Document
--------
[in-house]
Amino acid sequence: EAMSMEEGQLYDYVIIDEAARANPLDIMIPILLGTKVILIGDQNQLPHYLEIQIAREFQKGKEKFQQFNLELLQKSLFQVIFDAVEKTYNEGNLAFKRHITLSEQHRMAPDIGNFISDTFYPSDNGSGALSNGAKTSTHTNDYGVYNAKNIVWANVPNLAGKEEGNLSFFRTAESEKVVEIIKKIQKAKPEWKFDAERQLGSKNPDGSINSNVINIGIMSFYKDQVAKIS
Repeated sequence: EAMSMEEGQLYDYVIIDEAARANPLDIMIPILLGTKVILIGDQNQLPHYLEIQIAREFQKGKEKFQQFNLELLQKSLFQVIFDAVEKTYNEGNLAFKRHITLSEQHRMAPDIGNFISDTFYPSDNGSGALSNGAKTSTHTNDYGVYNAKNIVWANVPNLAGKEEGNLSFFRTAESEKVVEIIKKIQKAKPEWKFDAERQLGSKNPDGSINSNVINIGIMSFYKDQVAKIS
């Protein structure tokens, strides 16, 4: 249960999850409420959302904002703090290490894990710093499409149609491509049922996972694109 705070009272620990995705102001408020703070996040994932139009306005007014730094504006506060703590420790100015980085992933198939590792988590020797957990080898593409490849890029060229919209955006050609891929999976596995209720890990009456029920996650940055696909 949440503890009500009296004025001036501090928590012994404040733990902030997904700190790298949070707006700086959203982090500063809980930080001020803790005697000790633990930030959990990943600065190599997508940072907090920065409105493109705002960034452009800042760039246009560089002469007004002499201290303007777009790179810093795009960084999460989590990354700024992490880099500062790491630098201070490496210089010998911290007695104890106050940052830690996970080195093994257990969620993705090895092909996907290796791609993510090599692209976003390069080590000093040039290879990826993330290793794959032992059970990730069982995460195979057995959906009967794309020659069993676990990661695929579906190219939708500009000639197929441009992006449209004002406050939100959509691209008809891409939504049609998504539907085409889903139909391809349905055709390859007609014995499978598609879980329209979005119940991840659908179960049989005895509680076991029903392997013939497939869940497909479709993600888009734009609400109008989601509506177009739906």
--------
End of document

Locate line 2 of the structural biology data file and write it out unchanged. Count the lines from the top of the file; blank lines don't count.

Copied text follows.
Amino acid sequence: EAMSMEEGQLYDYVIIDEAARANPLDIMIPILLGTKVILIGDQNQLPHYLEIQIAREFQKGKEKFQQFNLELLQKSLFQVIFDAVEKTYNEGNLAFKRHITLSEQHRMAPDIGNFISDTFYPSDNGSGALSNGAKTSTHTNDYGVYNAKNIVWANVPNLAGKEEGNLSFFRTAESEKVVEIIKKIQKAKPEWKFDAERQLGSKNPDGSINSNVINIGIMSFYKDQVAKIS